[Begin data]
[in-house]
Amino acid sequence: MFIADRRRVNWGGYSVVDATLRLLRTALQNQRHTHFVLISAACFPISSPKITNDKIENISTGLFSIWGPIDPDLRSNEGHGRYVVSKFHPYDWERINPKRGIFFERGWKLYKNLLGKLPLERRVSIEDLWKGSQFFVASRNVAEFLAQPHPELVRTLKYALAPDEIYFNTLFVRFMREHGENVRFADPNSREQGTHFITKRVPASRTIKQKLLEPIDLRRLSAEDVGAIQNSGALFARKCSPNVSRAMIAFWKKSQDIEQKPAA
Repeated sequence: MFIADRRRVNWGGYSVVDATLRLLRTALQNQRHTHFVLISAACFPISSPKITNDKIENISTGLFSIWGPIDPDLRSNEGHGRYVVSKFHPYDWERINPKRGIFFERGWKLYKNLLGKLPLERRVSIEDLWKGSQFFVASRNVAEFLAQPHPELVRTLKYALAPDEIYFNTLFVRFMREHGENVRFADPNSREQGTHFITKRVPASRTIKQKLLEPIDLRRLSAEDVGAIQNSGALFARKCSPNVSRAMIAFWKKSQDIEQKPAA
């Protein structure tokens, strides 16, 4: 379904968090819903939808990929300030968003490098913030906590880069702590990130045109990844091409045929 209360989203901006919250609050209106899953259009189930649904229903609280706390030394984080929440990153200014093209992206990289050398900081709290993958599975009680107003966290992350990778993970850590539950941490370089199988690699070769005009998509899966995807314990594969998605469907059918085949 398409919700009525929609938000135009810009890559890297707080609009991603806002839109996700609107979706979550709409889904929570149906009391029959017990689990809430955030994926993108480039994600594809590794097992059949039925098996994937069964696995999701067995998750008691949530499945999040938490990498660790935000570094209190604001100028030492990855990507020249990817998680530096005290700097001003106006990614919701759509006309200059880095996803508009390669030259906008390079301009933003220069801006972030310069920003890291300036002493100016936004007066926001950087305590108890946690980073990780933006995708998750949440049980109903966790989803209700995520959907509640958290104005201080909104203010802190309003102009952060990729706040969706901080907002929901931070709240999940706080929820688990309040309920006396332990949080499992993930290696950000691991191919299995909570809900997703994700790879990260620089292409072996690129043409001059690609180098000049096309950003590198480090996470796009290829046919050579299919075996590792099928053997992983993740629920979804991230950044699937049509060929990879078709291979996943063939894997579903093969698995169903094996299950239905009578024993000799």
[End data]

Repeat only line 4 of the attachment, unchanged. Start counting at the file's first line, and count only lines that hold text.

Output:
């Protein structure tokens, strides 16, 4: 379904968090819903939808990929300030968003490098913030906590880069702590990130045109990844091409045929 209360989203901006919250609050209106899953259009189930649904229903609280706390030394984080929440990153200014093209992206990289050398900081709290993958599975009680107003966290992350990778993970850590539950941490370089199988690699070769005009998509899966995807314990594969998605469907059918085949 398409919700009525929609938000135009810009890559890297707080609009991603806002839109996700609107979706979550709409889904929570149906009391029959017990689990809430955030994926993108480039994600594809590794097992059949039925098996994937069964696995999701067995998750008691949530499945999040938490990498660790935000570094209190604001100028030492990855990507020249990817998680530096005290700097001003106006990614919701759509006309200059880095996803508009390669030259906008390079301009933003220069801006972030310069920003890291300036002493100016936004007066926001950087305590108890946690980073990780933006995708998750949440049980109903966790989803209700995520959907509640958290104005201080909104203010802190309003102009952060990729706040969706901080907002929901931070709240999940706080929820688990309040309920006396332990949080499992993930290696950000691991191919299995909570809900997703994700790879990260620089292409072996690129043409001059690609180098000049096309950003590198480090996470796009290829046919050579299919075996590792099928053997992983993740629920979804991230950044699937049509060929990879078709291979996943063939894997579903093969698995169903094996299950239905009578024993000799």